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ARC2001 : Architectural Design 2.1

  • Offered for Year: 2020/21
  • Module Leader(s): Mr James A Craig
  • Lecturer: Dr Stephen Parnell, Mr Kieran Connolly
  • Owning School: Architecture, Planning & Landscape
  • Teaching Location: Newcastle City Campus
Semester 1 Credit Value: 30
Semester 2 Credit Value: 30
ECTS Credits: 30.0


The design module builds on the skills and ideas introduced in the ARC1001 module (BA Stage 1).

Students develop their explorative, cognitive and creative skills via a series of pedagogically inflected design projects that grow in architectural complexity throughout the year. The sequence of projects is iterative and cumulative, presenting the students with design issues and problems that stretch their abilities whilst grounding them within the scope of their developing skills. Central to this process is the use and critical understanding of design methods in relation to context.

Outline Of Syllabus

ARC2001 is a Stage 2 design studio-based module that builds on the learning outcomes of ARC1001 through a focus on the relational aspects of architectural design. This happens through an increased complexity in architectural design thinking that is formed through a maturing awareness of the relationships between people and place.
The module introduces an understanding of the importance of context in architectural design. This is engaged with through architectural design briefs that present increased levels of scale throughout both semesters. In semester 1, students focus on designing at the domestic scale – including individual dwellings, family units and shared-housing. In semester 2, students design a small-scale public building, engaging with contextual issues such as public space ownership, environmental conditions, and the role that public buildings play. This is conducted in tandem with the critical analysis of precedent studies that are used to inform appropriate architectural design responses.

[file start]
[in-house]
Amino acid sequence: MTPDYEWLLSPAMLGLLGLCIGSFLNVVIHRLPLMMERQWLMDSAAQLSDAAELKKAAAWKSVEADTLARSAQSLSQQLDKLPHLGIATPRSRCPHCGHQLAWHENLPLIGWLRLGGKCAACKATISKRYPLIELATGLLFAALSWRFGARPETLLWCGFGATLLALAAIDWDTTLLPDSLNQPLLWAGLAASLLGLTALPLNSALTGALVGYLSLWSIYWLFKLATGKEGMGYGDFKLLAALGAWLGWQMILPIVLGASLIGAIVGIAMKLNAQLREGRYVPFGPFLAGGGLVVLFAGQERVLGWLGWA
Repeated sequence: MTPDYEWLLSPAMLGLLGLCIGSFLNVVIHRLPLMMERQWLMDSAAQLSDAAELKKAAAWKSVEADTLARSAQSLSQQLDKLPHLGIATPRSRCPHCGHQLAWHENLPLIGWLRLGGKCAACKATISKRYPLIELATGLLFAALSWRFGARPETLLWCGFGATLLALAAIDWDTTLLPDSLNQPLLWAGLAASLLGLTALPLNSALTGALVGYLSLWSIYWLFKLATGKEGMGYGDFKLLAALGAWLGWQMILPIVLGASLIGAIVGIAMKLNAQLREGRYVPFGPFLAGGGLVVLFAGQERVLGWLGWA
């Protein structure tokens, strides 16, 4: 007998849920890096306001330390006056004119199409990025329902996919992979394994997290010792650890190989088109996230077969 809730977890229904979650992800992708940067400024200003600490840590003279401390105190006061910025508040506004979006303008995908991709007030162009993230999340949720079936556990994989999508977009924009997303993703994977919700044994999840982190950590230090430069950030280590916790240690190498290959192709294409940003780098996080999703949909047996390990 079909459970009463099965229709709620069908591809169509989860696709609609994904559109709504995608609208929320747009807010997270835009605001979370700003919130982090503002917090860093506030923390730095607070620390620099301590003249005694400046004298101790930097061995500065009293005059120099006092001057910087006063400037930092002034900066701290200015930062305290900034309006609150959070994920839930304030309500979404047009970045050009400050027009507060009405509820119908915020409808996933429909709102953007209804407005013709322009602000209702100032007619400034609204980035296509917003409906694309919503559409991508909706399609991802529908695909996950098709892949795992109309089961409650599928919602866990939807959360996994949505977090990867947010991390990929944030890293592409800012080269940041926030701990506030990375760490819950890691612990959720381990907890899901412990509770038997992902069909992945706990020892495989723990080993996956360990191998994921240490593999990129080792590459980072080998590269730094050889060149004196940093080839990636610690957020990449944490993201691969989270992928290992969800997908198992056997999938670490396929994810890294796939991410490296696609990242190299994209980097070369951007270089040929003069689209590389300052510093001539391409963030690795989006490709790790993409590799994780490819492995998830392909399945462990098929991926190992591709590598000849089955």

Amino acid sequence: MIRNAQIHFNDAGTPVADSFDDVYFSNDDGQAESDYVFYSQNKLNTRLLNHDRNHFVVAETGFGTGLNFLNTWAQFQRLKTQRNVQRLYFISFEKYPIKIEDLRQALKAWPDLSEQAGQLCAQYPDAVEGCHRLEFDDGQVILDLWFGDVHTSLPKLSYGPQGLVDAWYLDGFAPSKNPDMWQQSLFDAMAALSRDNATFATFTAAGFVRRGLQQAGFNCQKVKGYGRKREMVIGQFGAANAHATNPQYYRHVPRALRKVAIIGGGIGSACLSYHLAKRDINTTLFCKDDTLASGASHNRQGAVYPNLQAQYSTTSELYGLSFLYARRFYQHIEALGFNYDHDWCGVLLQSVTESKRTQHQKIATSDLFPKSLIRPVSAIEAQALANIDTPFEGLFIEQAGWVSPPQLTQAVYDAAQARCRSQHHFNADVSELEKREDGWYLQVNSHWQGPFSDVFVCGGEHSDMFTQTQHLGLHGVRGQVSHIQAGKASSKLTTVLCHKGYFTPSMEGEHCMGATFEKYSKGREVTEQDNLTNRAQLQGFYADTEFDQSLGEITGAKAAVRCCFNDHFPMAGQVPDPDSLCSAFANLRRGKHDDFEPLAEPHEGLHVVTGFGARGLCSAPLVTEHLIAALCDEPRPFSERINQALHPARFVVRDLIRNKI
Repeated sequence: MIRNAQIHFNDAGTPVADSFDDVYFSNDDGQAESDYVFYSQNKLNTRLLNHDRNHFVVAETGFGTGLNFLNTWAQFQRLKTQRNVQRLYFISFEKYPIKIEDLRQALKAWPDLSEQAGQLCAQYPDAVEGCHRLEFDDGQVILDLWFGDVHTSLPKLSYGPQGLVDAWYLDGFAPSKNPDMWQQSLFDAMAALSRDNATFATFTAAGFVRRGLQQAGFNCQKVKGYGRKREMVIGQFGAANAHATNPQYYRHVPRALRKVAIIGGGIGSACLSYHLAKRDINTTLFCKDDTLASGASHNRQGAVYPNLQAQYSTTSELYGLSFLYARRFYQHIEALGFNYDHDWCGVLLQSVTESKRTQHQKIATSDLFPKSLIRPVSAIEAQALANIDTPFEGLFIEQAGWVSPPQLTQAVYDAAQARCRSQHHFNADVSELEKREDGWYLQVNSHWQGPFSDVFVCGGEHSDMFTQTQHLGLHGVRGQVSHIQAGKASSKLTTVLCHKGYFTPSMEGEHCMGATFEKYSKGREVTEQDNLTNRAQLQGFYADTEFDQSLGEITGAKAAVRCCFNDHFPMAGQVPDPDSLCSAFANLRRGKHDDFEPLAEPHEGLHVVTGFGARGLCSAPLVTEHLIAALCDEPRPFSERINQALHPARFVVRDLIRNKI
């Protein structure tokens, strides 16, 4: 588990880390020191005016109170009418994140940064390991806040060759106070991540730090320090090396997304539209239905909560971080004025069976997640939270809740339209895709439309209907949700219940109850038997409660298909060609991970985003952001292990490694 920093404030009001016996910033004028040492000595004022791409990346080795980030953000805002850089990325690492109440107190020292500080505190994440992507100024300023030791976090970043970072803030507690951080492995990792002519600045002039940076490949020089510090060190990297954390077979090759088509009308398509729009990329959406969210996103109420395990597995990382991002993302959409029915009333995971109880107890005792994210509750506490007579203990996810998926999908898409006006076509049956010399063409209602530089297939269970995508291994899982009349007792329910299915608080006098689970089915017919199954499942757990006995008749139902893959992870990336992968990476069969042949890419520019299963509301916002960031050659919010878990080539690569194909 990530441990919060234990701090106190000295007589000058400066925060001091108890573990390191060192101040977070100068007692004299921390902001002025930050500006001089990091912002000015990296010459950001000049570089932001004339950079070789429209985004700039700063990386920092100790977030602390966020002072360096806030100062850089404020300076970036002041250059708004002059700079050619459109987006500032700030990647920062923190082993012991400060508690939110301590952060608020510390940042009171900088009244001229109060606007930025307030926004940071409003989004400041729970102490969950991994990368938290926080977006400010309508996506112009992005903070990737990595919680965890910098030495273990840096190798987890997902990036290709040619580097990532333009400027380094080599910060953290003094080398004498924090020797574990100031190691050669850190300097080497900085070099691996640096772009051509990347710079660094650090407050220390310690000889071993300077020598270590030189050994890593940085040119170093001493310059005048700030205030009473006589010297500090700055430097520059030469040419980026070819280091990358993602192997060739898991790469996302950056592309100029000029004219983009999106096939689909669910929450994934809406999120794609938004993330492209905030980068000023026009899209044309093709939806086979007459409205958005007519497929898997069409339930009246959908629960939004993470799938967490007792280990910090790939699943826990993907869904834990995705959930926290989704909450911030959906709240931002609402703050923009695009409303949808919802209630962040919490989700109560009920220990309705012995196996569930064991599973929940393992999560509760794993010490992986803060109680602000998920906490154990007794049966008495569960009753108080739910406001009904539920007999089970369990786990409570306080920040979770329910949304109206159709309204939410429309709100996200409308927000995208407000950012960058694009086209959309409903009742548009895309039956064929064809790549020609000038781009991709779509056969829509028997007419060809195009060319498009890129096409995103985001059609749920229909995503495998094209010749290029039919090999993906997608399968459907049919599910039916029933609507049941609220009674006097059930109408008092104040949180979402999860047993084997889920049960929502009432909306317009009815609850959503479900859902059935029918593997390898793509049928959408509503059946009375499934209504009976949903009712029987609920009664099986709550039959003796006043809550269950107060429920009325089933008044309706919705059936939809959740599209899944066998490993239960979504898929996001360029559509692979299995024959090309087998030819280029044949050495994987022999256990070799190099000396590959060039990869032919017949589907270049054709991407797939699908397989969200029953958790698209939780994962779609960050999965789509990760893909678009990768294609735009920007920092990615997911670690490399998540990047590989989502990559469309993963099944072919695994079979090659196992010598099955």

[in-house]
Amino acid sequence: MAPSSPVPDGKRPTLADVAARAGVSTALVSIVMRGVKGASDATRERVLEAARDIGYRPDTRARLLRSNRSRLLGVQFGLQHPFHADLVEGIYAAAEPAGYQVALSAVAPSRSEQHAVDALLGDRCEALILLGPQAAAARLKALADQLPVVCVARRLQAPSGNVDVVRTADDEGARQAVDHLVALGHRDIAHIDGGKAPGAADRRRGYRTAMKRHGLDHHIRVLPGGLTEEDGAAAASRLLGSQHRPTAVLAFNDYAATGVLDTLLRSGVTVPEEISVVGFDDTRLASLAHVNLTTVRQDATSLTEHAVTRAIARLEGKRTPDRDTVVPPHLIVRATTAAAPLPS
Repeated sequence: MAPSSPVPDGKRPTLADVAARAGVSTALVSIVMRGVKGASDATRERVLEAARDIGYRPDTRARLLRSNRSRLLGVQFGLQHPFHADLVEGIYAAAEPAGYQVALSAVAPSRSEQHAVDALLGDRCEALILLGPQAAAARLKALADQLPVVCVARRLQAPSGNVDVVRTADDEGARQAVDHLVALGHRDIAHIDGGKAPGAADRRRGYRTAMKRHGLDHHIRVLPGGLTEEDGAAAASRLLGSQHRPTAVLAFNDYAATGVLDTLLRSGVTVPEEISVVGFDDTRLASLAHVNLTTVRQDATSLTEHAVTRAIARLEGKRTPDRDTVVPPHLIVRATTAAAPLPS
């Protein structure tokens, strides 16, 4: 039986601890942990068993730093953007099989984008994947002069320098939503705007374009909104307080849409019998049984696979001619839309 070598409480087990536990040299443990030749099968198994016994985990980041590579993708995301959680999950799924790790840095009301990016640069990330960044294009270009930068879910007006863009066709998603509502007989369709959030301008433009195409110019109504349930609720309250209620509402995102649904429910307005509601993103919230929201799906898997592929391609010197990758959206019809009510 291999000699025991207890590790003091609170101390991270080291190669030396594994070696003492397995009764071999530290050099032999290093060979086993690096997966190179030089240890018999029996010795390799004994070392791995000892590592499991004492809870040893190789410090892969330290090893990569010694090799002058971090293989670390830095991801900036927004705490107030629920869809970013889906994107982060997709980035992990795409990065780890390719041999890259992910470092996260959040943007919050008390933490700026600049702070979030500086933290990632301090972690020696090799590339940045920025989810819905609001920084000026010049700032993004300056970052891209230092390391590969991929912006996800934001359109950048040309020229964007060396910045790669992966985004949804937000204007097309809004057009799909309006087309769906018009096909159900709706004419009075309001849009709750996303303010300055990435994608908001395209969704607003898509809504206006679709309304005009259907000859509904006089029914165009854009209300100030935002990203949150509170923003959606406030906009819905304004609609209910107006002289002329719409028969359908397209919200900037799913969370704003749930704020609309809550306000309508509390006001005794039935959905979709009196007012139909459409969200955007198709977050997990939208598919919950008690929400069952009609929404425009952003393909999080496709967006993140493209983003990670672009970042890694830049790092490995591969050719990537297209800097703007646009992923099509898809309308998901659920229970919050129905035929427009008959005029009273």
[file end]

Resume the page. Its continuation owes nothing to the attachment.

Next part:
The module creates a maturing ability to integrate knowledge of social and aesthetic requirements through its emphasis on context and its relationship to people in the development of architectural design. Context is considered through both the historical and contemporary conditions of a place and this aids in the design and implementation of building technologies (including structural, material and environmental concerns) that are appropriate for a small-medium scale building.
Evolving ethical frameworks and philosophy as a basis for decision making are cultivated through the careful analysis of context and its relationship to people. Students are asked to develop a self-reflective approach to architectural design and to document this as part of their personal learning experience. Students conduct structured guided learning to inform a design process across both projects, with opportunities provided for group working and peer-to-peer learning activities. From time-to-time, opportunities to interact with other construction professionals are also provided through structured, small group sessions.
The module seeks to enhance abilities in the use of visual, verbal and written communication methods and media to test, appraise and represent ideas and designs. Time is spent considering design methods, and students are encouraged to experiment with a varied range of approaches. This includes ways of translating issues of place and people into architectural form. Students also consider the reciprocal relationship between research and precedents, and the development of their own architectural language in response to this. This happens, mainly, through individual and/or small group design tutorials that are also supported by lectures and workshop activities. The students meet their design tutors on a weekly basis to discuss their project’s development. Design tutorials as the main feedback sessions and educational activities of the course are also enhanced by oral and portfolio reviews. Attendance to the tutorials, lectures, workshops and reviews is considered compulsory for the holistic development of the architectural profile of the students.

Teaching Methods

Please note that module leaders are reviewing the module teaching and assessment methods for Semester 2 modules, in light of the Covid-19 restrictions. There may also be a few further changes to Semester 1 modules. Final information will be available by the end of August 2020 in for Semester 1 modules and the end of October 2020 for Semester 2 modules.

Teaching Activities
Category Activity Number Length Student Hours Comment